Story-wise, each chapter is very episodic and the overall story only progresses a little throughout the whole manga. However it remains interesting throughout and is a very good start for the first volume of the series. In terms of the episodic plot lines, a personal highlight was the third chapter in which Lapan goes on a date (still in Alice's body of course) with the guy of her dreams, while Alice is forced to do nothing more but supervise from the shadows in her skeletal form. It's a very welcome change of pace from the standard "beat the bad guy" plot of the first two chapters, and has a lot of cute and amusing moments, with a particularly hilarious ending.
Also worth mentioning – there are a lot of nice little touches in the setting that give the manga it's own unique flavour. For example, rather than the standard sailor uniform filled Japanese high school, the author chose to have Alice be a student at a Catholic school with very formal, elegant flowing dress-like designs for the uniform. Another nice touch is the portrayal of the world of the Shinigami as amusingly modern, with skyscrapers and offices, and Lapan's boss being not a giant, dark looking manager of death but a smart, chess-playing businessman.
My only personal minor criticism is that the translations of the sound effects and signs tend to be very small under each panel, as oppose to blanking out signs or fitting the English text onto them along with the original Japanese for signs and sound effects. This is not much of a problem and most won't mind at all, in favour of keeping the original art, including text, clean. Also, the small text issue is understandable since the space between panels isn't exactly accommodating. The downside is that with sound effects the end result is that you'll read the sound effect separately after looking at the panel in question, which sort of takes you out of the moment and almost gives the effect of seeing the action, and then "hearing" the sound effect a couple of seconds later.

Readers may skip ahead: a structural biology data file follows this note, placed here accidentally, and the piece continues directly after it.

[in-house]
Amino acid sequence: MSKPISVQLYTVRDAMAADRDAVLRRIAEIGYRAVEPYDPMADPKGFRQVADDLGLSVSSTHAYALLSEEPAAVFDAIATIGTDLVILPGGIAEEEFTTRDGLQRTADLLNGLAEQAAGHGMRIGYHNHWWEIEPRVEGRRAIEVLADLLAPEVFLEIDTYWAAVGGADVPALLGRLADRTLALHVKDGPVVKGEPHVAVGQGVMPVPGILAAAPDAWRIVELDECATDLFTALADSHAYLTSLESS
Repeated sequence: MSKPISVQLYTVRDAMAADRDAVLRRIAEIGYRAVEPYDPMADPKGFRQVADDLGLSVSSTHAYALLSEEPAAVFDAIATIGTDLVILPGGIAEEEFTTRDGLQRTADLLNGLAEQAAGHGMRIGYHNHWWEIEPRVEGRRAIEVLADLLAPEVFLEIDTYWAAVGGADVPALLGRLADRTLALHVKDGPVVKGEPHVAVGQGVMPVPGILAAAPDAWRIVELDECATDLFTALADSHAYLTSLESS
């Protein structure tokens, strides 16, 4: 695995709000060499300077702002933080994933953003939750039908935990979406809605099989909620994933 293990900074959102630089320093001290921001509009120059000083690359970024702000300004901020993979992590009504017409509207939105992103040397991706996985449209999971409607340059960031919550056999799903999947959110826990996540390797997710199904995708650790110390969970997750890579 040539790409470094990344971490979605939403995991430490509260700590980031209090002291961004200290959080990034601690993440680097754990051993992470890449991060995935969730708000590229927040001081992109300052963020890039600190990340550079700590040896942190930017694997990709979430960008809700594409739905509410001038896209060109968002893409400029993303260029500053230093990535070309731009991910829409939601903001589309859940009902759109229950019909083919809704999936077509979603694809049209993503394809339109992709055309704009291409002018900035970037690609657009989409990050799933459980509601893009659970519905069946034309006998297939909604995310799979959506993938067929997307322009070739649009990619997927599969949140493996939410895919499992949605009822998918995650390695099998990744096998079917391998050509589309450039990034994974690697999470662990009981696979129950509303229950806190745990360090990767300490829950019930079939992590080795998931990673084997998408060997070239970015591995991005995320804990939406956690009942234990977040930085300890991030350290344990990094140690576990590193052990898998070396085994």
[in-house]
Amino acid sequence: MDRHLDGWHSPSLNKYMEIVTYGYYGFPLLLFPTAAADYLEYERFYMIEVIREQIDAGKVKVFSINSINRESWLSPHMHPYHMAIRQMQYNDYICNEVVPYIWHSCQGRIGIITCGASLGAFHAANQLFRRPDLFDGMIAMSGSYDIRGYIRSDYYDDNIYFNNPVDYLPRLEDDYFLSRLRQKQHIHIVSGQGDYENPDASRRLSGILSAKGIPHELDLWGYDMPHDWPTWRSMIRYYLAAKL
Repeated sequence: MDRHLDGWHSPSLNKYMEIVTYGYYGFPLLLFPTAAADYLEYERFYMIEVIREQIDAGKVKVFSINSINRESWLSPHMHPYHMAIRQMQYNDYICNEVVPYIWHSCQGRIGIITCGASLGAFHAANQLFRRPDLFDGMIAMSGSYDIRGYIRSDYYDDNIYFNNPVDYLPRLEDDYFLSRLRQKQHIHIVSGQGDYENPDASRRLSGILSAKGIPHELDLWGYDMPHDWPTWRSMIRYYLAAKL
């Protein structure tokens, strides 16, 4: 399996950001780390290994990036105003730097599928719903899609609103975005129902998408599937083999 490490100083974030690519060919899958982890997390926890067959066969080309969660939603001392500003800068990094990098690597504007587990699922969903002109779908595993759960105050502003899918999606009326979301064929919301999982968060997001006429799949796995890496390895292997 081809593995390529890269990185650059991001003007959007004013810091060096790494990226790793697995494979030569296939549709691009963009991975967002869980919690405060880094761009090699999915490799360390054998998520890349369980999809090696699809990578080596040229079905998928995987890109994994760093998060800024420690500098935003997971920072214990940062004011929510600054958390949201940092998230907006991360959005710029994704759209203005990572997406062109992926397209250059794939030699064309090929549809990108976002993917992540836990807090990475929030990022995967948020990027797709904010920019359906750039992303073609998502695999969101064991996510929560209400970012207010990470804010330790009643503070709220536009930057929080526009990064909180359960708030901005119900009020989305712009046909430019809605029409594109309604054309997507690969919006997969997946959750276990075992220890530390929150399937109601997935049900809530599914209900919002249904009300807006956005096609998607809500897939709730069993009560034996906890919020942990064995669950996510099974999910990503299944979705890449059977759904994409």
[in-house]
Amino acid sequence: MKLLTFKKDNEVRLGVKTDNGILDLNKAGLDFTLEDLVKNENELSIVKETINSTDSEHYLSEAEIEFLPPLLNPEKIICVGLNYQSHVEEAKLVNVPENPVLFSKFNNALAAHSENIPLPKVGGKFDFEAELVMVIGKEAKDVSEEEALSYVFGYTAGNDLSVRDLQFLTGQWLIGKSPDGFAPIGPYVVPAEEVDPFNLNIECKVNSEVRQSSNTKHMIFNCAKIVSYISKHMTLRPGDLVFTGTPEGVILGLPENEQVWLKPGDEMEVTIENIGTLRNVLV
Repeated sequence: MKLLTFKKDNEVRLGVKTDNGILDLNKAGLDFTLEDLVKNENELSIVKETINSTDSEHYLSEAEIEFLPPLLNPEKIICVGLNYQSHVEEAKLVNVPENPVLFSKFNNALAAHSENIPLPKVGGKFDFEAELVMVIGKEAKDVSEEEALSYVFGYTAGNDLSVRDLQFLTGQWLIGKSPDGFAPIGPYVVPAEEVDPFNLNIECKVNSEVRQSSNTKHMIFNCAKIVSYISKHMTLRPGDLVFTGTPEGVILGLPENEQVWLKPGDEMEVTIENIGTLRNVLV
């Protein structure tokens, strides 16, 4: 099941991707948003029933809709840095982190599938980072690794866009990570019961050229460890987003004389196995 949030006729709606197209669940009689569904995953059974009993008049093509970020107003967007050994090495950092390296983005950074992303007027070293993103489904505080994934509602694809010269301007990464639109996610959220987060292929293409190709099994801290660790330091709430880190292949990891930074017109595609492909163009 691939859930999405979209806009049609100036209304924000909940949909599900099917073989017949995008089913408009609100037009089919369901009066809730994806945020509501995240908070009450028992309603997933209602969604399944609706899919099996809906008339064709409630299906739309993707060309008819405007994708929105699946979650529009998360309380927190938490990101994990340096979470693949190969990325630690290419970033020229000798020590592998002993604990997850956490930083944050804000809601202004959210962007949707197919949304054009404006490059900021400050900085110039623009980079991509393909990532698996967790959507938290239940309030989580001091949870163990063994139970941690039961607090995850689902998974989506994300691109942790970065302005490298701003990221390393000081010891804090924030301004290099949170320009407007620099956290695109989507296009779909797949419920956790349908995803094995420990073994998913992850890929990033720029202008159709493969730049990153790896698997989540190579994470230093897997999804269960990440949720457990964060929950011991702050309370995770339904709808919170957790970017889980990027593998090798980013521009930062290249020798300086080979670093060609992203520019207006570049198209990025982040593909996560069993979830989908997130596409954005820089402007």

Like most manga, each chapter begins with a very nice piece of full-page artwork, in greyscale but fully shaded unlike the regular artwork. Also, the end of the book contains a couple of fun omake frames and a mini comic featuring the author commenting on the number of panty shots in the book. There is also a preview of the first few pages of the second volume, which is a nice bonus, and finally, a mini translator guide for some of the Japanese words used frequently in the book which is very useful (especially to reviewers who decide it would be a good idea to mention what Shinigami means at the start of their reviews).
Overall I'd say this book is worth considering if you want some silly fun that's got a bit of story and a lot of panties. The first volume shows great potential for the plot to grow and get more interesting as time goes on, but as a lone book, you should look elsewhere if you want ecchi as well as an enthralling storyline. You can find Alice On Deadlines in the manga section of most large bookshops and at most online retailers that sell manga.